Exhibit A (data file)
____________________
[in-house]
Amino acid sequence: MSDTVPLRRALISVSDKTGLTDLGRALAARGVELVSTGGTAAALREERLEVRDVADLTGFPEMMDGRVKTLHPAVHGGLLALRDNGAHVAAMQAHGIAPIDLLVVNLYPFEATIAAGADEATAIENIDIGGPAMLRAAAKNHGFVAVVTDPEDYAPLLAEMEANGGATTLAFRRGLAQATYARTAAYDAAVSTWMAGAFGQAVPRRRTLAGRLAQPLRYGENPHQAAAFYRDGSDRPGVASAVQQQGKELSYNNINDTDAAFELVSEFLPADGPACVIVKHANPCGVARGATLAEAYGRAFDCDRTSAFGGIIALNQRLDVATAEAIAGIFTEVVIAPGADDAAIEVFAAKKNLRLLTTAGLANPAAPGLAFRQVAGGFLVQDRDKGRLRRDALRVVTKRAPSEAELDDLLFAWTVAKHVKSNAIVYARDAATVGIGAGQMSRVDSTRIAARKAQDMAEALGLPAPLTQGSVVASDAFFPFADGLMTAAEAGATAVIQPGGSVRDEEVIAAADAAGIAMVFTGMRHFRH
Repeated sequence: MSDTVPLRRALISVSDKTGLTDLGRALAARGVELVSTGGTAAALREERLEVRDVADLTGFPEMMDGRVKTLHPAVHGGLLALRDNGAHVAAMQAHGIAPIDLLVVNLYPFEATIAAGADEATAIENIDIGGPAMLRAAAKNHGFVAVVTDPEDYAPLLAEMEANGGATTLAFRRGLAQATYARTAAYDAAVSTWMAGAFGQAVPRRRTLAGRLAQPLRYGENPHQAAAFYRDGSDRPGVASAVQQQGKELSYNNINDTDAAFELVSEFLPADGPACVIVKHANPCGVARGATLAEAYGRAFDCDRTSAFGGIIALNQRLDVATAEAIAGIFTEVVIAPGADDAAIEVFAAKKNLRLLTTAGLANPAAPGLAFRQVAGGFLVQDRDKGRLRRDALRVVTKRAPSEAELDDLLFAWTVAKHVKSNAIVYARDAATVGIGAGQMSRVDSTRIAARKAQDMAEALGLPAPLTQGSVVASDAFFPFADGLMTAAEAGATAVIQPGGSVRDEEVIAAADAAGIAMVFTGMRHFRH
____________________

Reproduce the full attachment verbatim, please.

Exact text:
[in-house]
Amino acid sequence: MSDTVPLRRALISVSDKTGLTDLGRALAARGVELVSTGGTAAALREERLEVRDVADLTGFPEMMDGRVKTLHPAVHGGLLALRDNGAHVAAMQAHGIAPIDLLVVNLYPFEATIAAGADEATAIENIDIGGPAMLRAAAKNHGFVAVVTDPEDYAPLLAEMEANGGATTLAFRRGLAQATYARTAAYDAAVSTWMAGAFGQAVPRRRTLAGRLAQPLRYGENPHQAAAFYRDGSDRPGVASAVQQQGKELSYNNINDTDAAFELVSEFLPADGPACVIVKHANPCGVARGATLAEAYGRAFDCDRTSAFGGIIALNQRLDVATAEAIAGIFTEVVIAPGADDAAIEVFAAKKNLRLLTTAGLANPAAPGLAFRQVAGGFLVQDRDKGRLRRDALRVVTKRAPSEAELDDLLFAWTVAKHVKSNAIVYARDAATVGIGAGQMSRVDSTRIAARKAQDMAEALGLPAPLTQGSVVASDAFFPFADGLMTAAEAGATAVIQPGGSVRDEEVIAAADAAGIAMVFTGMRHFRH
Repeated sequence: MSDTVPLRRALISVSDKTGLTDLGRALAARGVELVSTGGTAAALREERLEVRDVADLTGFPEMMDGRVKTLHPAVHGGLLALRDNGAHVAAMQAHGIAPIDLLVVNLYPFEATIAAGADEATAIENIDIGGPAMLRAAAKNHGFVAVVTDPEDYAPLLAEMEANGGATTLAFRRGLAQATYARTAAYDAAVSTWMAGAFGQAVPRRRTLAGRLAQPLRYGENPHQAAAFYRDGSDRPGVASAVQQQGKELSYNNINDTDAAFELVSEFLPADGPACVIVKHANPCGVARGATLAEAYGRAFDCDRTSAFGGIIALNQRLDVATAEAIAGIFTEVVIAPGADDAAIEVFAAKKNLRLLTTAGLANPAAPGLAFRQVAGGFLVQDRDKGRLRRDALRVVTKRAPSEAELDDLLFAWTVAKHVKSNAIVYARDAATVGIGAGQMSRVDSTRIAARKAQDMAEALGLPAPLTQGSVVASDAFFPFADGLMTAAEAGATAVIQPGGSVRDEEVIAAADAAGIAMVFTGMRHFRH